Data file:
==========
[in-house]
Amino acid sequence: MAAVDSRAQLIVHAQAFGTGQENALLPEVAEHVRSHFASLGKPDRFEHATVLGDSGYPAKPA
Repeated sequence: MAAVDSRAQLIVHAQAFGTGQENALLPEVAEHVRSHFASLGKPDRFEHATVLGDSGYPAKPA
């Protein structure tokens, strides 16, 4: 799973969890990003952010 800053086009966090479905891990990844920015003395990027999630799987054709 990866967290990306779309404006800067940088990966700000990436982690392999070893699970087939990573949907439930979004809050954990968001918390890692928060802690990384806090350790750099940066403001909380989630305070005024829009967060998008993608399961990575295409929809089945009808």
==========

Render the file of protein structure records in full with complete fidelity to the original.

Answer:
[in-house]
Amino acid sequence: MAAVDSRAQLIVHAQAFGTGQENALLPEVAEHVRSHFASLGKPDRFEHATVLGDSGYPAKPA
Repeated sequence: MAAVDSRAQLIVHAQAFGTGQENALLPEVAEHVRSHFASLGKPDRFEHATVLGDSGYPAKPA
């Protein structure tokens, strides 16, 4: 799973969890990003952010 800053086009966090479905891990990844920015003395990027999630799987054709 990866967290990306779309404006800067940088990966700000990436982690392999070893699970087939990573949907439930979004809050954990968001918390890692928060802690990384806090350790750099940066403001909380989630305070005024829009967060998008993608399961990575295409929809089945009808």